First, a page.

Two things have become abundantly clear: (1) It’s hard when you have a mental illness, and (2) it’s hard when someone you love has a mental illness.
Because about 18 percent of adult Americans have some form of mental health condition,3 I’m going to assume that this includes someone in your extended family. I have a family member who has severe panic attacks, generalized anxiety, and obsessive-compulsive disorder. It was years before we accepted words like “illness” and “prescription medicine” in part because of the stigma we both felt and fueled in each other. So this topic is not only near and dear to me, but I’ve also seen the harm that can be done when families don’t fight together. We use words like “fight” and “battle” when referring to breast cancer or amyotrophic lateral sclerosis but much less frequently with mental illness despite the fact that it takes just as much strength and determination by patients and family to fight not only the effects of a mental illness, but also the stigma that surrounds it. That’s why I appreciated the concept of a blog I recently read that showed a superhero figure punching “stigma."4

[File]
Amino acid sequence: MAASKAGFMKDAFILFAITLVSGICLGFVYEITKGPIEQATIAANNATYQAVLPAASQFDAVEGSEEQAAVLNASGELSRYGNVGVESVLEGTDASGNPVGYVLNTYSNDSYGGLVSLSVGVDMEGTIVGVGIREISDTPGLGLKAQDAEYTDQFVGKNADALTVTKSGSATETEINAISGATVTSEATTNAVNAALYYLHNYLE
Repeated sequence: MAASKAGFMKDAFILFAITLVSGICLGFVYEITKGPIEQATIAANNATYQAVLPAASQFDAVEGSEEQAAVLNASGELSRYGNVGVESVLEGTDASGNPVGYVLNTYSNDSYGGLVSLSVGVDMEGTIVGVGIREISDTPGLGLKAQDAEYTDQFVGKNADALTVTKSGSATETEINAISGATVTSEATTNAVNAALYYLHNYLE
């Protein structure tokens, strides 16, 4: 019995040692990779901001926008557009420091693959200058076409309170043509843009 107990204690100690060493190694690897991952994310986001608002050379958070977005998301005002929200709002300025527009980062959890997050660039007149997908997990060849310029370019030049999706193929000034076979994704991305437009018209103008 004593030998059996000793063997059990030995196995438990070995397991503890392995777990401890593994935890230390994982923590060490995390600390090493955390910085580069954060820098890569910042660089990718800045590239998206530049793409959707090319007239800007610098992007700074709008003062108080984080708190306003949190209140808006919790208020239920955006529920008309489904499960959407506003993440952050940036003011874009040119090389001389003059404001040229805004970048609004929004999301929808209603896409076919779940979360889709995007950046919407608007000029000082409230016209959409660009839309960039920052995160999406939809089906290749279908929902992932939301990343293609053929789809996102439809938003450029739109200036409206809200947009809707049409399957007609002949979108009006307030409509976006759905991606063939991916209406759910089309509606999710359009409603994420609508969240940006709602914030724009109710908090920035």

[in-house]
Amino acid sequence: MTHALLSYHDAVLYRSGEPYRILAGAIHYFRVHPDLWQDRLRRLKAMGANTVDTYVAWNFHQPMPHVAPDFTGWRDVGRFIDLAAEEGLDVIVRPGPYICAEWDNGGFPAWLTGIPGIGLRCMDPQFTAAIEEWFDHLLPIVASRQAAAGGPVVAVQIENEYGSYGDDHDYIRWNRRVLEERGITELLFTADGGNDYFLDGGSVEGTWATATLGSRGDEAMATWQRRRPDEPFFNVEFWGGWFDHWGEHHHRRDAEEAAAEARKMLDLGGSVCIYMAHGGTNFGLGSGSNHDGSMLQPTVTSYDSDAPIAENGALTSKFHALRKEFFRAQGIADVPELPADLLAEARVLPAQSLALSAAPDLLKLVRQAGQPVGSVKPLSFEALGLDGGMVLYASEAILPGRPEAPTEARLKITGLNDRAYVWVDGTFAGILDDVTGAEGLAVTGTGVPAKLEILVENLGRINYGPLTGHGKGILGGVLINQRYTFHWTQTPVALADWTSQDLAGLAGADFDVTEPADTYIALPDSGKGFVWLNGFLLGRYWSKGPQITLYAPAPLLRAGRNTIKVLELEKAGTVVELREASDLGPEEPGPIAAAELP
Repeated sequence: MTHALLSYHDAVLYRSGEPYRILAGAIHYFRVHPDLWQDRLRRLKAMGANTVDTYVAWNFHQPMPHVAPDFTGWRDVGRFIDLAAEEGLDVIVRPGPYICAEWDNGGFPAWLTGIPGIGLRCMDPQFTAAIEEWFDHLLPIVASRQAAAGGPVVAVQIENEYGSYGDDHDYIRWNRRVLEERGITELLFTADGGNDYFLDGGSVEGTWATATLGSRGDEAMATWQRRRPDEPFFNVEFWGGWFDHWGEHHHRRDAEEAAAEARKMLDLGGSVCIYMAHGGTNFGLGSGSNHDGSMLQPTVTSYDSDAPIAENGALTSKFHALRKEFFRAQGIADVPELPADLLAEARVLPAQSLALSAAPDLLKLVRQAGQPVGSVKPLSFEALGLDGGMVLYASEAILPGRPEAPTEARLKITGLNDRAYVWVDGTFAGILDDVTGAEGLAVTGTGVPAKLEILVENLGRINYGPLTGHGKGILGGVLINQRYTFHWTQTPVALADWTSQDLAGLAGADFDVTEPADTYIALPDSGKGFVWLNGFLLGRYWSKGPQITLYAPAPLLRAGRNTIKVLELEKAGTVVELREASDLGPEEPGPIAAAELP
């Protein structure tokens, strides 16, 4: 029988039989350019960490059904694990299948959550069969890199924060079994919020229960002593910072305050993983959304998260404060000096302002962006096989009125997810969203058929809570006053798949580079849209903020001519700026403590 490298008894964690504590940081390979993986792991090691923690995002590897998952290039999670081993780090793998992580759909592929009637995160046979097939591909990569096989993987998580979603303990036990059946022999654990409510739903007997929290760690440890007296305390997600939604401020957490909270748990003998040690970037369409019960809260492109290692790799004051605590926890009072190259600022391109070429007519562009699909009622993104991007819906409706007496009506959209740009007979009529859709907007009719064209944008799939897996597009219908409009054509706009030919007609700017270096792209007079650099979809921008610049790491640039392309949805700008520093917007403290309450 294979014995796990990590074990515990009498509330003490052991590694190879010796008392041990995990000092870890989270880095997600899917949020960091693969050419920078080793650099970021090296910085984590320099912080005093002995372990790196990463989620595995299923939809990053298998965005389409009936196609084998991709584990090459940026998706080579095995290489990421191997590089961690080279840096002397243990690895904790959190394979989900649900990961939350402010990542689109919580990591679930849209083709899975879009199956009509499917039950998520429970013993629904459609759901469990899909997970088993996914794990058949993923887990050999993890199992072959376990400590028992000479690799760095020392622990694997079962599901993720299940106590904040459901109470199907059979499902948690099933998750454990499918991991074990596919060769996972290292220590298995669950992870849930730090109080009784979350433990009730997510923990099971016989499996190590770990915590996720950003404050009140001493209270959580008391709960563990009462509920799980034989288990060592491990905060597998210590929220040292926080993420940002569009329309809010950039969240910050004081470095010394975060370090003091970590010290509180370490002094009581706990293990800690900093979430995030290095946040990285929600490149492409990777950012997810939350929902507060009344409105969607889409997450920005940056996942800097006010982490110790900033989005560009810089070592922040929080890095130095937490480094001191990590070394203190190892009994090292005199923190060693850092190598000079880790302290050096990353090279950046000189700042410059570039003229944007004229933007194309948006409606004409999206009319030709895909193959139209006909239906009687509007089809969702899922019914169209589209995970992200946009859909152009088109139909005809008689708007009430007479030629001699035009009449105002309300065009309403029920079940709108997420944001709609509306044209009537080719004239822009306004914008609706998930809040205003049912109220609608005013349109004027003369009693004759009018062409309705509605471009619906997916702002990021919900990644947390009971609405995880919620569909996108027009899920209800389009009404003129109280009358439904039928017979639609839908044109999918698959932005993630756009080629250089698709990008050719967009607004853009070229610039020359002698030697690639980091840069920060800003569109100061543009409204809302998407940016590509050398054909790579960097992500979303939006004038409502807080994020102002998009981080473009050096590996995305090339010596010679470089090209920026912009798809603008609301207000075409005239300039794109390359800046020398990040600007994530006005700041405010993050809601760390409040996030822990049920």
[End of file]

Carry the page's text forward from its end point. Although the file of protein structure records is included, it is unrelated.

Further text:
Tips and Resources
I would like to provide a few resources for the mental health patient’s first line of defense against stigma—his or her family. Mental health can be especially difficult for family members who must deal with all the emotions of a loved one having an illness while pondering questions like, “Where does the person end and the illness take over? Is she responsible for her outbursts? Can she help it?” “What do I tell the neighbors when he is in treatment again? Is it okay to tell them he’s suicidal?” “Is this my fault?”
After reading through a plethora of good sites, I have compiled a short list of resources and tips for family members.
- Find support for your whole family, especially if family members are having trouble coping. The Substance Abuse and Mental Health Services Administration (SAMHSA) can help you find outpatient mental health treatment centers, some of which may offer family counseling programs. You can visit the website at http://findtreatment.samhsa.gov or call 800-662-HELP (4357). There are also social media outlets for family members such as online discussion groups and Facebook groups.
- Avoid terms stained with stigma like “freaks,” “crazies,” and “schizos.” Avoid expressions like “because you’re crazy” or terminology that implies that your loved one is less (important, worthwhile, etc.) because he or she has a mental illness.